I suppose you thought that I'd forgotten about you. Not so, my friend.
you remember, I elected to take a break during Lent. Time to recharge
with my family, dig us out of our mess, slow down and reconnect. It
worked beautifully. So beautifully, in fact, that for now I'm preferring
to continue on that path.
I know the blog serves a very valid
purpose, and I've gotten feedback of how much it helps folks. I LOVE
that, having once been in a place where I needed that help and had no
where to get it. Not to date our spectrum experience, but "nowadays"
there are a plethora of blog and parent resources...so many, in fact,
that ours seems redundant (to me).
And, the autism blogosphere is
really now pretty well codified. I feel/fear that there's not much more
for me to contribute. However, there is a dearth of resources out there
for families of high-functioning girls. I suppose that's the weight I
can add to the now well-oiled machine.
The blog is very easy to
write. I love my Aspie. I am blessed by autism. It has improved my life.
I love my NT children, too. They have blessed my life. It's easy for me
to relay that love to you, explaining our struggles and our joys. That
is no problem (although finding time to write can be tough).
on some level, the blog is also painstaking to write. It delves up a
lot of past history that can, at times, be hard to go back to...times
and places and parts of our journey that I'm happy are closed...it hurts
to reopen them.
There is also the issue of its public nature.
Anyone and everyone can read it...even folks that I wish couldn't. And,
while I know it's helpful for you for me to describe what happens at
school, we are still living there in real time. There is a very fine
line between giving you tools for your own experience and protecting the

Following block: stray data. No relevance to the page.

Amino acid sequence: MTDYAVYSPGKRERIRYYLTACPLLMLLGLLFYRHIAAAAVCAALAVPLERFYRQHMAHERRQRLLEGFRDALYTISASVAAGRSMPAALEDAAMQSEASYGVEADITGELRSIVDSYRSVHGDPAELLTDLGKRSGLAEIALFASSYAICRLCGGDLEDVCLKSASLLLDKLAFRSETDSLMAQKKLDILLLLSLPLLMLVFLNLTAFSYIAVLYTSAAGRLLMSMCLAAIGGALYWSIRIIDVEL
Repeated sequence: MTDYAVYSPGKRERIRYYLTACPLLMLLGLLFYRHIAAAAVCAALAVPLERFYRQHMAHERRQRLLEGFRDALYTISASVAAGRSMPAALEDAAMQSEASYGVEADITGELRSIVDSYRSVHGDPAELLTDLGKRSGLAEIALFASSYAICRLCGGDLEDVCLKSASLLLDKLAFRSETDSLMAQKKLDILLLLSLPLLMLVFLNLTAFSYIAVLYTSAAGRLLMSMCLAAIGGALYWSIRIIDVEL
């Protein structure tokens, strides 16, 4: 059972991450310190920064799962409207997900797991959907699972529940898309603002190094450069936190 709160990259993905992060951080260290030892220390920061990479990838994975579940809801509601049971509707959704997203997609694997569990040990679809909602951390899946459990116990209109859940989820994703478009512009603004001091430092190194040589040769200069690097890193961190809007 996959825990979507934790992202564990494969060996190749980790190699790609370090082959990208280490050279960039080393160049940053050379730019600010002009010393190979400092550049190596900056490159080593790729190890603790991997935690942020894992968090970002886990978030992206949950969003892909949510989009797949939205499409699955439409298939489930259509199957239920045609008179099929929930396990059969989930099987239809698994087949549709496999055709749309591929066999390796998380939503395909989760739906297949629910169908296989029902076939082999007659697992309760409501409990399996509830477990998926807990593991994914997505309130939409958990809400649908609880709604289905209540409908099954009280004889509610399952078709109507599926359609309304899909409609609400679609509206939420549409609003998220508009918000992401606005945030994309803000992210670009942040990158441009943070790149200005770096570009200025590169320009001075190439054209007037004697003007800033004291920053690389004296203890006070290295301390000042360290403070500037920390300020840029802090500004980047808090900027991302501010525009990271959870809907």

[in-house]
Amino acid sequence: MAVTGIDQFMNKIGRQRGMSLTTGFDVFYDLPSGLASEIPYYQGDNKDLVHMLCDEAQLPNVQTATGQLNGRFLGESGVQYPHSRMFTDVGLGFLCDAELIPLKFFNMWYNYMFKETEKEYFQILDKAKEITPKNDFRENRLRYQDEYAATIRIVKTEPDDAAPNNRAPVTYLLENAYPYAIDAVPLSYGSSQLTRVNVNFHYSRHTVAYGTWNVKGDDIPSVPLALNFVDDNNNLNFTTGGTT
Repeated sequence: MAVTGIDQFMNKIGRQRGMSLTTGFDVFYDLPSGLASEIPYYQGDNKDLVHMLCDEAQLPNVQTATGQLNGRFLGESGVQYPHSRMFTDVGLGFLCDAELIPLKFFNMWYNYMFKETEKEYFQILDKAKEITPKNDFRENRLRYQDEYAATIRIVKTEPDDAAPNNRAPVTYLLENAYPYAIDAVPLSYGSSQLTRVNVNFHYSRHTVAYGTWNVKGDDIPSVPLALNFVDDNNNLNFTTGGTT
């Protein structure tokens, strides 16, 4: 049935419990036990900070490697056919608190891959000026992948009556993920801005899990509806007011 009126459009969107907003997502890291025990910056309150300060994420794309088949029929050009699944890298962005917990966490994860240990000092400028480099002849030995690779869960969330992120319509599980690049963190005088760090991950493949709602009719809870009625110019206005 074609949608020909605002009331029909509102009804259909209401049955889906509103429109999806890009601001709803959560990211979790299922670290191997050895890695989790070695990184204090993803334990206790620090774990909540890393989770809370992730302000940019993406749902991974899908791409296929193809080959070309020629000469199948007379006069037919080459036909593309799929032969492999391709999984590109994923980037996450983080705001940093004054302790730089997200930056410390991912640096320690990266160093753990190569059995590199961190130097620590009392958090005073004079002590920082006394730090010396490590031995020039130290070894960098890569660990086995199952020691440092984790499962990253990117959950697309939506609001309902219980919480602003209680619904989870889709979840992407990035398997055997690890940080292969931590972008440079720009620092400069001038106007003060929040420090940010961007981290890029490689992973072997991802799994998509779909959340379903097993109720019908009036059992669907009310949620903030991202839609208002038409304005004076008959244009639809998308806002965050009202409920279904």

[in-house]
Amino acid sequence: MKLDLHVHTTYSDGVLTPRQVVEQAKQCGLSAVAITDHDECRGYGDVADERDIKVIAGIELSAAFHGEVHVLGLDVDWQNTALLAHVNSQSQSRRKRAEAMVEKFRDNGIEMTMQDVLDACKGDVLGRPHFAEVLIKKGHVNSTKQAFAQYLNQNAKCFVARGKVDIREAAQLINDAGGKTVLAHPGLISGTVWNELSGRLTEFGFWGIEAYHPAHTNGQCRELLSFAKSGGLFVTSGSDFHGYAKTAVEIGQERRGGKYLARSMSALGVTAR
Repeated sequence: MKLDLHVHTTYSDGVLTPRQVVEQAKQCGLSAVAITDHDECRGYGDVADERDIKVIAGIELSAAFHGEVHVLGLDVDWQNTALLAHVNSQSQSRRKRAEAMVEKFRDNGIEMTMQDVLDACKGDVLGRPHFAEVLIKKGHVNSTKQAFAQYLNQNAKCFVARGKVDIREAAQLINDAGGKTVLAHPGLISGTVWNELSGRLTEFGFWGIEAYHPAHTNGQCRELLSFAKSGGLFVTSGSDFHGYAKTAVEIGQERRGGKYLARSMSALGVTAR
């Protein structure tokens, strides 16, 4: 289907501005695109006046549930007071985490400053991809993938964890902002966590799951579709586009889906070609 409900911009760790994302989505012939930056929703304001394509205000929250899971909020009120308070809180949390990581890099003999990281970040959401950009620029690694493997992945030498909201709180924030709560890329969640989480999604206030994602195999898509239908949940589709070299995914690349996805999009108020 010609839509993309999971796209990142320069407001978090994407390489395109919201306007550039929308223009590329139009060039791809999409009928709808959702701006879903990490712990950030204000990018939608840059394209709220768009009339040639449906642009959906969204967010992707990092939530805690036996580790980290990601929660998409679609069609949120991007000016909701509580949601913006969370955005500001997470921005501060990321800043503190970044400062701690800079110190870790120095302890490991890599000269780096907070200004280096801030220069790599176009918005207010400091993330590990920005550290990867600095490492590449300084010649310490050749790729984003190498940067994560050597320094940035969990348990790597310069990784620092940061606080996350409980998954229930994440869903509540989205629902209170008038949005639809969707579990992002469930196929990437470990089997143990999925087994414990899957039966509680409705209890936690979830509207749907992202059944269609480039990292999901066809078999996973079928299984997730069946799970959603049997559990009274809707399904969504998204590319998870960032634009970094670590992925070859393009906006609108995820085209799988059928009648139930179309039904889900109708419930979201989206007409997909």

privacy and amicability of ours. I'm not sure how well I walk that line, frankly.
I plan to amble through and continue but on a somewhat different plane than
before my hiatus. Before the hiatus, I think I felt like I had something
to prove. So much of what I read in the autism blogosphere isn't accurate or
fully descriptive as to our experience. I guess I felt somehow like I
had to prove that ours, too, was real. Ridiculous but honest. I fear
that in the process, I may have inadvertently stomped too hard on some
issues that I really have no business trying to prove. I owe an apology,
and I will send it post haste.
I think I also was feeling
somewhat like a know-it-all. We have lived those early stages of the
journey and survived them. I was feeling powerful in that regard. I lost
sight of the fact that although I have lived and learned those
portions, I have not lived or learned the whole thing. And, most
importantly, that journey and the presentation of autism is one's life
is always, always different. That is okay. It doesn't make my experience
less valid. Even though our experience doesn't seem like it fits when I
read descriptions of high-functioning boys, I know that our Aspie has
autism and that our experience is real. Talking with moms of other
high-functioning girls solidifies that.
I also live and breathe autism every single moment of every single day. There are days, times, moments, weeks when I want a break from autism. The blog (and my feeling of obligation to it) was making that hard. I think that "hard" was because I felt such a burden to PROVE. I have relieved myself of said burden. Officially. (I hope) completely.
I love being a mom, especially the mom of an Aspie. I will do my best to continue to keep it real but, perhaps, on a smaller or less intense field.
I have missed you, my friend. Looking forward to getting back on track with you.